Austin Chronicle's Scores

For 1,523 reviews, this publication has graded:
  • 40% higher than the average critic
  • 2% same as the average critic
  • 58% lower than the average critic
On average, this publication grades 4.2 points lower than other critics. (0-100 point scale)
Average Music review score: 67
Highest review score: 100 Lucinda Williams [Reissue]
Lowest review score: 20 Tical 0: The Prequel
Score distribution:
1,523 music reviews
    • 83 Metascore
    • 89 Critic Score
    Black humor, demons, g-o-d, easy women: Welcome to the cult of Father John Misty.
    • 70 Metascore
    • 89 Critic Score
    It's a heroic effort all around.
    • 73 Metascore
    • 89 Critic Score
    Through producer John Congleton's flourishes you can still imagine Jaffe strumming the songs on an acoustic guitar, each heartbreaking love song written for the same audience who embraced the subtle desperation of Suburban Nature.
    • 73 Metascore
    • 89 Critic Score
    The general expansiveness of sound on songs like "Ho Hey" make this young group's eponymous debut uniquely American in all the best ways: gritty, determined, soaked in sweat and love and drive. There's nothing precious or affected here, just three dedicated artists opening their hearts.
    • 76 Metascore
    • 89 Critic Score
    The refrain in "Fineshrine" ("Get a little closer, let it fold/Cut open my sternum and pull/My little ribs around you") sums up Purity Ring with creepy efficacy, consuming and surrounding the listener. And as sweetly chirped by Megan James, it never seems like a bad thing.
    • 92 Metascore
    • 89 Critic Score
    It's a headphone masterpiece that bangs on shelf speakers.
    • 92 Metascore
    • 89 Critic Score
    Twenty-one discs address it in explosively comprehensive detail for The Box, all seven of Blur's full-lengths now doubled by a brimming parallel disc of era singles, B-sides, demos, and live swaths.
    • 83 Metascore
    • 89 Critic Score
    Taut, toned guitars meet tendon-snapping rhythms and acrobatic frontman Mike Wiebe's almost talking punk blues--mocking, self-deprecating, unyielding in their needling efficacy.
    • 76 Metascore
    • 89 Critic Score
    There are cleaner, prettier albums, with more candor and a greater point of view, but White Lung makes few apologies.
    • 81 Metascore
    • 89 Critic Score
    Picking up where 2001's two-disc BBC Sessions: 1964-1977 left off, this 5-CD/1-DVD UK import meticulously traces the band's enthralling path.
    • 87 Metascore
    • 89 Critic Score
    Anchored by three tracks stretching past 19 minutes with only momentary lapses of Western conventionality, The Seer stands as an immense and jarring homage to unpredictability.
    • 80 Metascore
    • 89 Critic Score
    Now in his 50s, Bob Mould returns not as the forefather of modern indie rock, but as a vital contemporary.
    • 85 Metascore
    • 89 Critic Score
    The Odessa Tapes has it all, most tellingly a warmth and intimacy foreign to More a Legend's typically starched Nashville conformity.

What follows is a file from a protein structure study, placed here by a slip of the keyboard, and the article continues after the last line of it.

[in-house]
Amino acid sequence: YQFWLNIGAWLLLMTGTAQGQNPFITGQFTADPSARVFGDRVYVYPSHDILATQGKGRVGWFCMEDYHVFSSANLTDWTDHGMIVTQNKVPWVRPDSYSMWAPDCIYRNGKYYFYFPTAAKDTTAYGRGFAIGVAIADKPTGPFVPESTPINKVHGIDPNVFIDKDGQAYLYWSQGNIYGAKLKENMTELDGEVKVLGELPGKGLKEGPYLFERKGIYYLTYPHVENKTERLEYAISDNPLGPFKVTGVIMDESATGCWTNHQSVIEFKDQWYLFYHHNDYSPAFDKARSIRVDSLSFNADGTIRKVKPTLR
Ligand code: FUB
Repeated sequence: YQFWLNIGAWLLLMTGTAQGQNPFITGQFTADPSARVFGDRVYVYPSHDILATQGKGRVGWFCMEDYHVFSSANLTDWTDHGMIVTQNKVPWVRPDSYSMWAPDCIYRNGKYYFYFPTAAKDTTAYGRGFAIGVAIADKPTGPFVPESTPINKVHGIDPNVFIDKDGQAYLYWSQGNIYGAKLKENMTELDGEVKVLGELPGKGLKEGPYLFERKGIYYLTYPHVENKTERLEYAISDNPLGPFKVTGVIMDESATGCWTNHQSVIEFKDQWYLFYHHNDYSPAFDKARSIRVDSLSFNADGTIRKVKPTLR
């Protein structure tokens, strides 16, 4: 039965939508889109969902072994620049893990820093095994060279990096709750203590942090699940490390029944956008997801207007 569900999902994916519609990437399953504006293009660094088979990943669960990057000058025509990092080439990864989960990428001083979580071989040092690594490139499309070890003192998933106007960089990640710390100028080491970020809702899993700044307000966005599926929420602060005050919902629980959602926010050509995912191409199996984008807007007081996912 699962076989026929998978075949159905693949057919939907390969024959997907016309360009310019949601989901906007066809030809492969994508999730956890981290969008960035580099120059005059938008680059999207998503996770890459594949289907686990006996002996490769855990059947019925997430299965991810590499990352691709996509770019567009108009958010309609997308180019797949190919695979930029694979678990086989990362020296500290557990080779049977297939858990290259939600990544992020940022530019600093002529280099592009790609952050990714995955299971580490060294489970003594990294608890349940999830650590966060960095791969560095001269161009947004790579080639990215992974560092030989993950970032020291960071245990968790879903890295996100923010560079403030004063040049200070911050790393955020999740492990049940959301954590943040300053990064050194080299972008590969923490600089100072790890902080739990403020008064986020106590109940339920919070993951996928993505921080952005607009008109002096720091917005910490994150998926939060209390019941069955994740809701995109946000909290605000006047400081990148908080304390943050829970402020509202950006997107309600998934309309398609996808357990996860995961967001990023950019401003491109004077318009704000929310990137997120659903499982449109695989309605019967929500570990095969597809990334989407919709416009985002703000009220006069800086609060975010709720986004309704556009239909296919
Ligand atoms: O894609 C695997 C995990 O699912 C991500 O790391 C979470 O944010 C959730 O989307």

• 77 Metascore
    • 89 Critic Score
    Above all, this is an album of intensely dramatic arrangements, never allowing the listener to settle and continually rewarding anew.
    • 72 Metascore
    • 89 Critic Score
    Although the Avett Brothers can't seem to decide whether they're introspective folkies or a big rock act, The Carpenter hits the right chords in such a manner that no one will likely care.
    • 87 Metascore
    • 89 Critic Score
    World Music sounds like a truly panglobal operation, a remarkably organic siphon of dozens of musical traditions.
    • 81 Metascore
    • 89 Critic Score
    2
    2 is nothing if not authentic.
    • 84 Metascore
    • 89 Critic Score
    Impressive company, and Johnson earns his spot among them.
    • 91 Metascore
    • 89 Critic Score
    The quotidian problems and longings of the title track making up the real heart of the album, a rough and tumble struggle to the top.
    • 86 Metascore
    • 89 Critic Score
    What a sublime hush of an album. Your iPhone dreams about this music.
    • 74 Metascore
    • 89 Critic Score
    Companion piece Hands of Glory restructures the old and new alike in dusty-trail cowboy swag.
    • 76 Metascore
    • 89 Critic Score
    With more than two-and-a-half hours of music and enough extras to keep children of all ages occupied deep into the long winter's night, Stevens once again pulls off a wondrously wide-eyed antidote to the boring Christmas album.
    • 87 Metascore
    • 89 Critic Score
    Zack de la Rocha's fevered shout doesn't sound any more graceful now than it did then, but Tom Morello's riffs still cook, the grooves still burn.
    • 84 Metascore
    • 89 Critic Score
    It's an album of brainy rock songs that state their claims then defiantly step out from beneath the ethereal haze.
    • 76 Metascore
    • 89 Critic Score
    Closing with the SST stomp of "Lips," summery strumming "Frank O'Hara Hit," and the smudged punk of "Communist Eyes," CLM never amounts to a full state of the union. Settle instead for a New York state of mind.
    • 76 Metascore
    • 89 Critic Score
    It'll evoke memories of Wilco's Being There ("Open the Door"), GNR around Lies ("The Seeds"), and Neil Young doing "Big Time" ("Freaky").
    • 85 Metascore
    • 89 Critic Score
    ["Song for Zula" is] brutal, beautiful, and like the rest of Muchacho, masterfully executed.
    • 86 Metascore
    • 89 Critic Score
    The combination of Roth's deft touch, Hunter's gritty vocals, and the band's skilled musicianship makes Minute by Minute one of the best of the year.
    • 81 Metascore
    • 89 Critic Score
    He's the finest true soul voice of his generation.
    • 86 Metascore
    • 89 Critic Score
    Aural adventurers, the mothership has landed.